2013AACTA Awards[18]Best Lead Actress in a Television DramaEssie DavisNominated
Logie Awards[19]Most Popular ActressAshleigh CummingsNominated
2014AACTA Awards[20]Best Production Design in TelevisionMarion BoycePending

Home media[edit]

On 27 April 2012, the official soundtrack to the series was released.[21] The soundtrack features music heard in the show, including the theme composed by Greg J Walker.[22] Episodes 1–7 were released on Region 4 DVD on 3 May 2012, while episodes 8–13 were released on 7 June 2012.[23][24] The series was also released on Blu-ray.[25] Series 1 was released on DVD as a box-set in November 2012.[26]

International broadcast[edit]

The series has been bought by 120 territories worldwide.[5] The Canadian broadcaster Knowledge Network began showing Miss Fisher's Murder Mysteries at 8:30pm from 5 October 2012.[27] The UKTV network acquired the UK broadcasting rights to Miss Fisher's Murder Mysteries in September 2012.[28] The first series started on the network's Alibi channel on 11 February 2013.[28] French broadcaster France 3 acquired the series in January 2013, while Alibi and the Knowledge Network renewed their deals to air the second season.[29] Alex Farber of Broadcast reported that Norway's TVNorge, Poland's Canal+ and Eastern Europe's Viasat networks had also picked up the show.[29] Miss Fisher's Murder Mysteries began airing on Italy's Rai 1 channel from 31 July 2013.[30] Miss Fisher's Murder Mysteries is available in the United States through Netflix and some PBS stations.[citation needed]

References[edit]

  1. ^ a b c d e f g h Wrathall, Andrew (23 March 2012). "Interview: Deb Cox on 'Miss Fisher's Murder Mysteries'". Fancygoods.com.au. Bookseller+Publisher. Retrieved 21 September 2012. 
  2. ^ a b c d e f g "Murder most fashionable: ABC's Miss Fisher's Murder Mysteries". If Magazine. The Intermedia Group. 22 February 2012. Retrieved 11 September 2012. 
  3. ^ "Essie to star in TV series". The Mercury (News Limited). 3 June 2011. Retrieved 21 September 2012. 
  4. ^ a b Idato, Michael (6 August 2012). "MasterChef migration". The Sydney Morning Herald (Fairfax Media). Retrieved 21 September 2012. 
  5. ^ a b c d e f Knox, David (18 February 2013). "Cameras roll on more Miss Fisher’s Murder Mysteries". TV Tonight. Retrieved 18 February 2013. 
  6. ^ "Returning: Miss Fisher’s Murder Mysteries". TV Tonight. 19 August 2013. Retrieved 18 August 2013.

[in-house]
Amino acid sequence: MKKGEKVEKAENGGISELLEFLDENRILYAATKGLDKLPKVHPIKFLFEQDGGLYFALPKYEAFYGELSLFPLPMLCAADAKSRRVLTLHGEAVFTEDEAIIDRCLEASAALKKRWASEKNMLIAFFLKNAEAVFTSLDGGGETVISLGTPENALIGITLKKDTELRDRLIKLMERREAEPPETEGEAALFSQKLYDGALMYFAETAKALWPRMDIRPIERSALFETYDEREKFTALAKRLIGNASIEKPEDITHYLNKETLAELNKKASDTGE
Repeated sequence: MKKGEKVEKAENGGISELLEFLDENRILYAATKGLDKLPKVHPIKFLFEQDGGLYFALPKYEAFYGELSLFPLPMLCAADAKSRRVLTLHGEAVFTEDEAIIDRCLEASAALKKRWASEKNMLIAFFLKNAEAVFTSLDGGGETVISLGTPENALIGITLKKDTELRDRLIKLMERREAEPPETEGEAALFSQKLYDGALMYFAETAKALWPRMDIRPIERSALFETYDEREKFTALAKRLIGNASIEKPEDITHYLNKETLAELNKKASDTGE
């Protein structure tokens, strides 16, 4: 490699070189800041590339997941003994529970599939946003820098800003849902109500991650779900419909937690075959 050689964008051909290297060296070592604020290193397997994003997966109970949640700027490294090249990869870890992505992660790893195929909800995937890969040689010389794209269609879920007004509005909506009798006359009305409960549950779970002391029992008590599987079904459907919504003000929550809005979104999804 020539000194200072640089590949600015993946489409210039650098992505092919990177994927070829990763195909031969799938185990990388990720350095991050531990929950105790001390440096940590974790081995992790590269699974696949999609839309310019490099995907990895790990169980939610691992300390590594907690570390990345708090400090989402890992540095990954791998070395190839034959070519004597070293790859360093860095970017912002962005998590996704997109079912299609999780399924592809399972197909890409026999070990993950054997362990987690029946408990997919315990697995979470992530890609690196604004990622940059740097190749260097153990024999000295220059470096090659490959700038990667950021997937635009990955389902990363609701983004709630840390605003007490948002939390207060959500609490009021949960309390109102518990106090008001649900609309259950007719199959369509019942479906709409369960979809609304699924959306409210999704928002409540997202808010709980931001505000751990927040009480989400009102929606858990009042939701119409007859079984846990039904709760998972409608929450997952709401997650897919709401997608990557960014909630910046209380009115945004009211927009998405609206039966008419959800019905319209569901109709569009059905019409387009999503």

7. ^ a b c d e f Spring, Alexandra (10 March 2012). "Behind the set of Miss Fisher's Murder Mysteries with Essie Davis". Vogue Australia. NewsLifeMedia. Retrieved 7 September 2012. 
  8. ^ a b "1920s murder mystery series coming to ABC". ABC News. Australian Broadcasting Corporation. 2 June 2011. Retrieved 11 September 2012. 
  9. ^ "Miss Fisher's Murder Mysteries Themes – The Arts". Australian Broadcasting Corporation. Retrieved 30 August 2013. 
  10. ^ a b "Miss Fisher's Murder Mysteries Series 2". If Magazine. The Intermedia Group. 18 February 2013. Retrieved 18 February 2013. 
  11. ^ a b c d e f g h i j k l m Smith, Darren (27 March 2012). "Marion Boyce: Designing Miss Fisher's Wardrobe". ABC TV Blog. Australian Broadcasting Corporation. Retrieved 7 September 2012. 
  12. ^ Meade, Amanda (2 February 2012). "Teaser: Miss Fisher’s Murder Mysteries". The Australian (News Limited). Retrieved 17 September 2012. 
  13. ^ a b "Cast announced for Miss Fisher's Murder Mysteries". Australian Broadcasting Corporation. 2 June 2011. Retrieved 5 September 2012. 
  14. ^ "News". Catherine Poulton Management. Retrieved 11 September 2013. 
  15. ^ Brown, David. "Miss Fisher's Murder Mysteries". Radio Times. Immediate Media Company Limited. Retrieved 18 February 2013. 
  16. ^ "APDG awards shortlist announced". Mumbrella. Retrieved 25 October 2012. 
  17. ^ "Nominations". Screen Music Awards. Australasian Performing Right Association. Retrieved 25 October 2012. 
  18. ^ Ward, Brian (27 January 2013). "Essie in line for award double". The Mercury (News Limited). Retrieved 30 January 2013. 
  19. ^ Byrnes, Holly (11 March 2013). "Comic duo Hamish Blake and Andy Lee to battle each other for Gold Logie". The Daily Telegraph (News Limited). Retrieved 2 April 2013. 
  20. ^ Knox, David (4 December 2013). "AACTA Awards 2014: nominations". TV Tonight. Retrieved 3 December 2013. 
  21. ^ "Miss Fisher's Murder Mysteries - Various Artists". Australian iTunes Store. Apple Inc. Retrieved 7 September 2012. 
  22. ^ "Miss Fisher's Murder Mysteries". Sanity. Retrieved 7 September 2012. 
  23. ^ "Miss Fisher Murder Mysteries Series 1 Part 1". ABC Shop. Australian Broadcasting Corporation. Retrieved 7 September 2012. 
  24. ^ "Miss Fisher Murder Mysteries Series 1 Part 2". ABC Shop. Australian Broadcasting Corporation. Retrieved 7 September 2012. 
  25. ^ "Miss Fisher Murder Mysteries Series 1 Blu Ray". ABC Shop. Australian Broadcasting Corporation. Retrieved 7 September 2012. 
  26. ^ "Miss Fisher Murder Mysteries Series 1 Box Set". ABC Shop. Australian Broadcasting Corporation. Retrieved 30 November 2012. 
  27. ^ "Knowledge Network - Miss Fisher's Murder Mysteries". Knowledge Network. Knowledge Network Corporation. Retrieved 27 September 2012. 
  28. ^ a b Munn, Patrick (18 September 2012). "Alibi Acquires UK Rights To Australian Series 'Miss Fisher’s Murder Mysteries'". TVWise. Retrieved 21 September 2012. 
  29. ^ a b Farber, Alex (24 January 2013). "Miss Fisher heads to France". Broadcast. Retrieved 18 February 2013. 
  30. ^ "Miss Fisher – Crimes and Mysteries" (in Italian). RAI. Retrieved 9 August 2013. 

External links[edit]